Whispering Bear and I spent the 23rd through the 25th on the Nottoway below Delaware. The water was low and nasty. Air temps ranged from 60 to 85 degrees. Trash was light, and we only picked up a few items and two mylar balloons.
We did come upon a sight that I hate to see. A limbline, that was not checked daily as it should be, killed a 20-pound catfish, and then the turtles got to it. It is a line I had previously reported to the Virginia Department of Wildlife Resources but obviously was too late for the catfish.
Speaking of fish, the fishing was pretty good actually for the water to be so low. I caught plenty of small bass and only two catfish, but one was 21 pounds. However, that big cat was really sick-looking. There was definitely something wrong with it. It had a head fitting for a 35-pounder, but its body was really puny. Whispering Bear thought it might be a Zombie Cat, and it might have been — I just hope we don’t see any more like that. Both cats were caught using my magical, mystical big catzilla rig using Jack for bait.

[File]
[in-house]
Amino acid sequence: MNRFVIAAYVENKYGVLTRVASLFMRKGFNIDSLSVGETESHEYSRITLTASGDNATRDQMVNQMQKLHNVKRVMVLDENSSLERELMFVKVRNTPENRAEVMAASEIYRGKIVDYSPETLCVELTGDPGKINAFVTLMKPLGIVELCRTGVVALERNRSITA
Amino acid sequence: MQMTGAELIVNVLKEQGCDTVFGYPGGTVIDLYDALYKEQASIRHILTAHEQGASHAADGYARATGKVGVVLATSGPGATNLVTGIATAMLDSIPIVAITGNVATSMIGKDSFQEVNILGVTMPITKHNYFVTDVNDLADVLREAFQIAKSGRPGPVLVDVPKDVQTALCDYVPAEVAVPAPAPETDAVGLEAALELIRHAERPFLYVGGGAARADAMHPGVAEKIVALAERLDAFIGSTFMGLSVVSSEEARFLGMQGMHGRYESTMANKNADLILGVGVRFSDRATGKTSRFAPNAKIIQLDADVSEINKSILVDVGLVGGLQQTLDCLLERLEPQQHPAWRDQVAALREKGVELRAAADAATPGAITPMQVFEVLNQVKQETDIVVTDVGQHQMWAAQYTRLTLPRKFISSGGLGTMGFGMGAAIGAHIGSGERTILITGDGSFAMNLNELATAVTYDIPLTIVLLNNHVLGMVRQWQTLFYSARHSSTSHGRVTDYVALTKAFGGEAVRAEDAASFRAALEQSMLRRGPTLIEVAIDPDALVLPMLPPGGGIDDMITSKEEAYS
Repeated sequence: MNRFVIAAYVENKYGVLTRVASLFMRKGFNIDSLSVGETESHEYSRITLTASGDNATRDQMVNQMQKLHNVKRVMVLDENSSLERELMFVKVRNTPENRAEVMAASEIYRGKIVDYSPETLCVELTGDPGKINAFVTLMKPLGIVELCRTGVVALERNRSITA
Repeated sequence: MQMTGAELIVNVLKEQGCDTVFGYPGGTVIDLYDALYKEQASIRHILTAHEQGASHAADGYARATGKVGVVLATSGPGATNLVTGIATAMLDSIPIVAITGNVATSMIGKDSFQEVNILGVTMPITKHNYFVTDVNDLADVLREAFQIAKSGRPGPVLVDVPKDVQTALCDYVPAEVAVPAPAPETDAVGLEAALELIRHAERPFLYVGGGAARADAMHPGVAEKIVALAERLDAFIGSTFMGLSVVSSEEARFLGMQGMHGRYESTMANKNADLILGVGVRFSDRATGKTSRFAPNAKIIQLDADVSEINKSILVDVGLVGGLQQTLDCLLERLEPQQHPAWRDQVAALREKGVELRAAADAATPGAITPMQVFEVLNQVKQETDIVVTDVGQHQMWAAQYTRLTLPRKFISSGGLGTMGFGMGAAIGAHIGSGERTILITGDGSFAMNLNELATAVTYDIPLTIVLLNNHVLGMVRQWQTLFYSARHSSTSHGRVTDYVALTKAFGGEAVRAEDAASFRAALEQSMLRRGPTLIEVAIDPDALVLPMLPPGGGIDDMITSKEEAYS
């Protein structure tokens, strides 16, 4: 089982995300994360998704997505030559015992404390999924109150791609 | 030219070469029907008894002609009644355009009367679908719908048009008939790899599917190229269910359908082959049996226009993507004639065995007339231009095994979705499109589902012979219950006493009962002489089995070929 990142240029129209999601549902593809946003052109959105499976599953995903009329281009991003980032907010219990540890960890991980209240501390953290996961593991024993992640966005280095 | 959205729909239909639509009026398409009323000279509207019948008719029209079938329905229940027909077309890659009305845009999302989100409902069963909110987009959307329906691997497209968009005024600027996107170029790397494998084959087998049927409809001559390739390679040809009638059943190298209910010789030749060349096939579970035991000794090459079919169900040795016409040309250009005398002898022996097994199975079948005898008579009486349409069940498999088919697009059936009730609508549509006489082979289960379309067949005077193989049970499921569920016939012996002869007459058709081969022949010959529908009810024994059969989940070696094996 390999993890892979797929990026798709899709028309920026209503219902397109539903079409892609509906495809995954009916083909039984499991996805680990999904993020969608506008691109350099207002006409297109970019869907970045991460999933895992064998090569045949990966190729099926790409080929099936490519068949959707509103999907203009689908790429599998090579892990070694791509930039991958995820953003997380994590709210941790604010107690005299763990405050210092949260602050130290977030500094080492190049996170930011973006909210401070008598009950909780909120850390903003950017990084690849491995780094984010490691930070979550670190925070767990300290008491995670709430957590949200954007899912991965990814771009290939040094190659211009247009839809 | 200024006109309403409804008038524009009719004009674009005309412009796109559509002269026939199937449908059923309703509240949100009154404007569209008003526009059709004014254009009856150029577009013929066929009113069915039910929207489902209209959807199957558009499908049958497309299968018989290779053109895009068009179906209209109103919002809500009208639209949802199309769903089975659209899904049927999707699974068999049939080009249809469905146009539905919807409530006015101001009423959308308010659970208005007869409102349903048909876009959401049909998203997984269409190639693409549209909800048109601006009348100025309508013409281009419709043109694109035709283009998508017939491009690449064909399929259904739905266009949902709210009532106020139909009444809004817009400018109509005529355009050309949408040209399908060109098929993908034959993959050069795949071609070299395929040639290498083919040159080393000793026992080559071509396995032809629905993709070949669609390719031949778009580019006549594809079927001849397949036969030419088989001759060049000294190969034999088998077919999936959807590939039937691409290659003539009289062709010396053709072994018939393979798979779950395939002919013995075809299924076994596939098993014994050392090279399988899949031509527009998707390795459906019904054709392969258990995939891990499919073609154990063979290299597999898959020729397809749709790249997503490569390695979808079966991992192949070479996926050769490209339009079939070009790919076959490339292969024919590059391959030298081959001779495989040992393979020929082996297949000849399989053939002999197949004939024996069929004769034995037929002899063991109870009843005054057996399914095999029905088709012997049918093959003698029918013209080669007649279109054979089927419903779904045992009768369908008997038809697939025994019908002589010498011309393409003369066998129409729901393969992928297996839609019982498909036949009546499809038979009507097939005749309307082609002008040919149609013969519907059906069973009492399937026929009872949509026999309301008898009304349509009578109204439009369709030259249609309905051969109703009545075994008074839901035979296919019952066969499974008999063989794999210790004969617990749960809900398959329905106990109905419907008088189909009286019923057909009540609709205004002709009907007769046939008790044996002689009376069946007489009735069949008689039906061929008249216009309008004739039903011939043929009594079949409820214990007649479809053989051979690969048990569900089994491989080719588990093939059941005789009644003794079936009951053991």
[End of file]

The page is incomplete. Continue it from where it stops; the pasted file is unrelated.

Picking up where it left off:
We saw a bunch of wildlife on critter patrol this trip. A bald eagle, osprey, snapping and regular turtles, beaver, great blue heron, an egret or white heron, not sure, and lots of warblers that seemed to be looking for love, ducks and a snake bird. Ah yes, the snakes were still getting it on also.
Reckless boating seemed to be abundant on this trip. We saw the same big bass boat twice come busting around curves going at least 60 mph and sliding way out into the curve. Very glad no one was in those curves with him that day. Then we witnessed two ski boats and two Jet Skis come through all the No Wake Zones in that section of the river where Jack Stutts lives. I remember there was a time he would jump in his car and go to the boat landing and write them a ticket for doing that.
Anyway, it was a good trip for the first pontoon patrol of the year and Whispering Bear’s first 3-day pontoon excursion. She did pretty good considering it was kind of chilly that Monday night. Hopefully by next time we get out there, we will have received a goodly amount of rain to flush out the two rivers we call the Nottoway and Blackwater.
JEFF TURNER is the Blackwater Nottoway RiverGuard. To contact him about river issues, email him at email@example.com.